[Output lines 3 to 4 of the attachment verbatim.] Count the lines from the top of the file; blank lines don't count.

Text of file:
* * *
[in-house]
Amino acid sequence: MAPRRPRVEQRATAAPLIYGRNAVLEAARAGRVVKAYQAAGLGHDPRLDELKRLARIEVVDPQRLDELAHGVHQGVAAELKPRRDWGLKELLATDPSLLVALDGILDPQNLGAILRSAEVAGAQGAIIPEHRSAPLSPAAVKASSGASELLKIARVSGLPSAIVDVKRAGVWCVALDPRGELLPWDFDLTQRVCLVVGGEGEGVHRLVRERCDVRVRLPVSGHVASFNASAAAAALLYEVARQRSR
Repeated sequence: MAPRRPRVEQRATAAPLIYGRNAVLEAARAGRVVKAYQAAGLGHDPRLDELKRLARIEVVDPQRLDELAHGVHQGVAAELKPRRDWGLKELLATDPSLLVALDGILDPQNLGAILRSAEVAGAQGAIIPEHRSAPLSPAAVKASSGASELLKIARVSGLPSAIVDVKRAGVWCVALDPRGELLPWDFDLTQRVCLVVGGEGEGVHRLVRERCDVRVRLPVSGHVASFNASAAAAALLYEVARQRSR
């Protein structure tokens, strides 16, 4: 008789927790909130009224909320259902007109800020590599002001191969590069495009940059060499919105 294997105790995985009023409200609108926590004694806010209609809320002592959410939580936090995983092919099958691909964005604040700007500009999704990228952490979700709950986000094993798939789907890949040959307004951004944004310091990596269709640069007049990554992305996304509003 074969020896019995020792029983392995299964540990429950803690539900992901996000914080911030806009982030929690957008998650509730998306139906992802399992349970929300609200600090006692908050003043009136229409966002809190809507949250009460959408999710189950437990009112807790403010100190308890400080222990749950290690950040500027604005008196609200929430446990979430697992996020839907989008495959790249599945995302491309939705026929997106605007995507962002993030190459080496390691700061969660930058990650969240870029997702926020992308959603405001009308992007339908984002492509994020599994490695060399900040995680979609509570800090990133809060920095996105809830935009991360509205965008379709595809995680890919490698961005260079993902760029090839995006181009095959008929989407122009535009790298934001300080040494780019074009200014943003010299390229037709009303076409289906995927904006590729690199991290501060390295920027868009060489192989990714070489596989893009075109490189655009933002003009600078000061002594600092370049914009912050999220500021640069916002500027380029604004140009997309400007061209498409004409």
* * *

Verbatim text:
Repeated sequence: MAPRRPRVEQRATAAPLIYGRNAVLEAARAGRVVKAYQAAGLGHDPRLDELKRLARIEVVDPQRLDELAHGVHQGVAAELKPRRDWGLKELLATDPSLLVALDGILDPQNLGAILRSAEVAGAQGAIIPEHRSAPLSPAAVKASSGASELLKIARVSGLPSAIVDVKRAGVWCVALDPRGELLPWDFDLTQRVCLVVGGEGEGVHRLVRERCDVRVRLPVSGHVASFNASAAAAALLYEVARQRSR
């Protein structure tokens, strides 16, 4: 008789927790909130009224909320259902007109800020590599002001191969590069495009940059060499919105 294997105790995985009023409200609108926590004694806010209609809320002592959410939580936090995983092919099958691909964005604040700007500009999704990228952490979700709950986000094993798939789907890949040959307004951004944004310091990596269709640069007049990554992305996304509003 074969020896019995020792029983392995299964540990429950803690539900992901996000914080911030806009982030929690957008998650509730998306139906992802399992349970929300609200600090006692908050003043009136229409966002809190809507949250009460959408999710189950437990009112807790403010100190308890400080222990749950290690950040500027604005008196609200929430446990979430697992996020839907989008495959790249599945995302491309939705026929997106605007995507962002993030190459080496390691700061969660930058990650969240870029997702926020992308959603405001009308992007339908984002492509994020599994490695060399900040995680979609509570800090990133809060920095996105809830935009991360509205965008379709595809995680890919490698961005260079993902760029090839995006181009095959008929989407122009535009790298934001300080040494780019074009200014943003010299390229037709009303076409289906995927904006590729690199991290501060390295920027868009060489192989990714070489596989893009075109490189655009933002003009600078000061002594600092370049914009912050999220500021640069916002500027380029604004140009997309400007061209498409004409």